It’s difficult to describe to a reader what Nomadland provides as a film in words – in many ways it’s about a lot of things and in other ways it’s about nothing at all. The synopsis certainly sounds intriguing. In a way you could imagine that it’s one of those films that explore the problems of today, be those social, political, or economical so as to build to some meaningful theme or crescendo. One would even assume the film is attempting to say something specific about the American system or capitalism, or even life itself. But to me, Nomadland is a blank slate. It’s a film that isn’t making bold statements, it’s telling stories and it’s making a very concerted effort not to preach to its audience.
Simply put, Nomadland is about a woman named Fern (Francis McDormand) who is another victim of the Great Recession – in this film we follow Fern travel across America doing various jobs to make a living so she can survive her travels in her portable home (a renovated van) – in many ways this story isn’t necessarily about Fern, more so than it is about the world that director Chloe Zhao is trying to shed light on.
Zhao is trying to show us the forgotten people, those who have decided to abandon their old way of life for something new – she’s trying to show us their stories, their convictions, their reasons for living the way they do so that we as the audience may come to better understand these people and why they have chosen this lifestyle. All of this relates to Fern too; she’s just another wandering soul. In fact, it is my impression that Fern is used more as a vehicle to drive the narrative than a character to fully understand; I say this because, well, by the end of the film you still don’t quite understand who Fern is. In all honesty, this could just as easily be a fault of writing by Zhao as could a stroke of genius by her.
This film truly shines in Frances McDormand’s potently human performance; I say human because that’s the closest thing to describe the acting style she’s implemented here. McDormand makes a great effort to evoke those awkward human facial expressions one sees in their daily life. The way in which she delivers her dialogue is no exception here either. Simply, McDormand is superb, perhaps better than her role in Three Billboards Outside Ebbing Missouri (2019).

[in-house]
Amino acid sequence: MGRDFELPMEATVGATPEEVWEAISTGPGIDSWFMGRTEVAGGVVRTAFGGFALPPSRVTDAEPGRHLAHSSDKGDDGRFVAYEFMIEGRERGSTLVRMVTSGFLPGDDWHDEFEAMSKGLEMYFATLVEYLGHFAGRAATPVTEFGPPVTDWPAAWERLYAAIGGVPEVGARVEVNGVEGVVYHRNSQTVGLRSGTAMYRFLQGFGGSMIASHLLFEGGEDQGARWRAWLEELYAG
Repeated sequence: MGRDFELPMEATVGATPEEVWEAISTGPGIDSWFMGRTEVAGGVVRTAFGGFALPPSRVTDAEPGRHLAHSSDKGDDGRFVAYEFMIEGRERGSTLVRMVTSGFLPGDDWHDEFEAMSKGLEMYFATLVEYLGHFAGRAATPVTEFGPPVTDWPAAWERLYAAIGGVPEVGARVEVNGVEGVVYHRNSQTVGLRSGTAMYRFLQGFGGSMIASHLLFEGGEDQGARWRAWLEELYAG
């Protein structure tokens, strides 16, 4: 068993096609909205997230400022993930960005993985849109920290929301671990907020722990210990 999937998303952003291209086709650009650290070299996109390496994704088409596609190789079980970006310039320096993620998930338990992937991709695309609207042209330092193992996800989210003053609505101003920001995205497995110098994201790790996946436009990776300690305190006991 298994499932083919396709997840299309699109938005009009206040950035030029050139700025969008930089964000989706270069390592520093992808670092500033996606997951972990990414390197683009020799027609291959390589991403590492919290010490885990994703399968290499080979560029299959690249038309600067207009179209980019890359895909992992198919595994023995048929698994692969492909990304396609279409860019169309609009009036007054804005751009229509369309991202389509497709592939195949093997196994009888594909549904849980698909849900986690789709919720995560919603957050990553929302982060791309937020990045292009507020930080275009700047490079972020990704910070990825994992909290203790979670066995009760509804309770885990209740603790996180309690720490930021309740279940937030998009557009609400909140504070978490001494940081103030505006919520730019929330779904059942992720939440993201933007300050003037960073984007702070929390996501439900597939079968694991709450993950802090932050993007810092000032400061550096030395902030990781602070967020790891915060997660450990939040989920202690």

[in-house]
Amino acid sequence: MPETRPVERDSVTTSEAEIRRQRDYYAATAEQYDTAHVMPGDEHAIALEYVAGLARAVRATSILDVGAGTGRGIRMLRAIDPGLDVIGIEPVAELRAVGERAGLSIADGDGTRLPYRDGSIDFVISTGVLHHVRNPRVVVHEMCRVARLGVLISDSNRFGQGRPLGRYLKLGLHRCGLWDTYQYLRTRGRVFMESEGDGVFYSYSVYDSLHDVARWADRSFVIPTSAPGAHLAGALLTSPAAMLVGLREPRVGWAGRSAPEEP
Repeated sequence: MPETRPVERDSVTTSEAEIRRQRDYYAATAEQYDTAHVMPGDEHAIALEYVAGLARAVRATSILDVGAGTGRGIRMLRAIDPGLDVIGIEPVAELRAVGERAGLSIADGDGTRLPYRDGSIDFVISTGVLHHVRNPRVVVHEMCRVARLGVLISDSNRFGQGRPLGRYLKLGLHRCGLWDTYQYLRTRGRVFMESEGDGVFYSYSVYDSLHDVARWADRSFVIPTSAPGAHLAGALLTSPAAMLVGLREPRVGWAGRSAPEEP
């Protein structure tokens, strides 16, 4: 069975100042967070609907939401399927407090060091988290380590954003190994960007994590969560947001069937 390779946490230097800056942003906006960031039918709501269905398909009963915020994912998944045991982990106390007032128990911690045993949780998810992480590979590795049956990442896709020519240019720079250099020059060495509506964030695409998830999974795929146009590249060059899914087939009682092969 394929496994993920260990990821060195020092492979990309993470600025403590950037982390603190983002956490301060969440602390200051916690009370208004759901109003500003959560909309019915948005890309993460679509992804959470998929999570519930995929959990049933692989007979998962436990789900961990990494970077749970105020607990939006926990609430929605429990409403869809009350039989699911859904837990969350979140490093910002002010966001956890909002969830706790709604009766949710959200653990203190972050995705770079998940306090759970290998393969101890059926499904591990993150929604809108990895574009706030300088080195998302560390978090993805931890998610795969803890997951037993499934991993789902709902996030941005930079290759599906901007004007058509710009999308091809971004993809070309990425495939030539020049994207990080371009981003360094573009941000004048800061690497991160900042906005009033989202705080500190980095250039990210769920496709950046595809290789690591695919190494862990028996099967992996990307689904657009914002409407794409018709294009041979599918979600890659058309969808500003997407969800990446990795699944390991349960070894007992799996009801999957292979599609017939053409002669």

Chloe Zhao does an impressive job at creating this world or more specifically, divulging a certain way of life in America. The end result is an incredibly absorbing experience that is achieved by the use of the camera and locations in the film. Nomadland contains a variety of shots that help deliver the subtext portrayed in this film. The camera usually remains quite close and intimate to Fern, allowing you to get closer into the world she interacts with. There are a few frames where the lighting is a bit off which can take you out of the moment. Zhao’s love of the more cerebral and documentarian style of filming, (like that of director Terrance Mallick) bleeds onto screen here.
The true sense of atmosphere of the film lies within the locations that have been used in this film and the camera’s ability to showcase these magnificent backdrops. These locations fit the aesthetic of the film aligning with Zhao’s vision and providing ambient sound that elevate moments of solitary contemplation. The film’s composition is impressively appropriate as it is quite simplistic, mainly only using a piano to conjure emotional reactions and mirroring the overall tone of the film.
Nomadland uses its powerhouse performance and cathartic emotive tone to show us not just a new perspective, but also show the audience a part of themselves that they too could be missing. Nomadland will by no means motivate you to explore the world like The Secret Life of Walter Mitty, but it may just help you understand it a little more. With our world feeling so confined in isolation — Nomadland provides a warming look at the outside world with a suitably somber tone.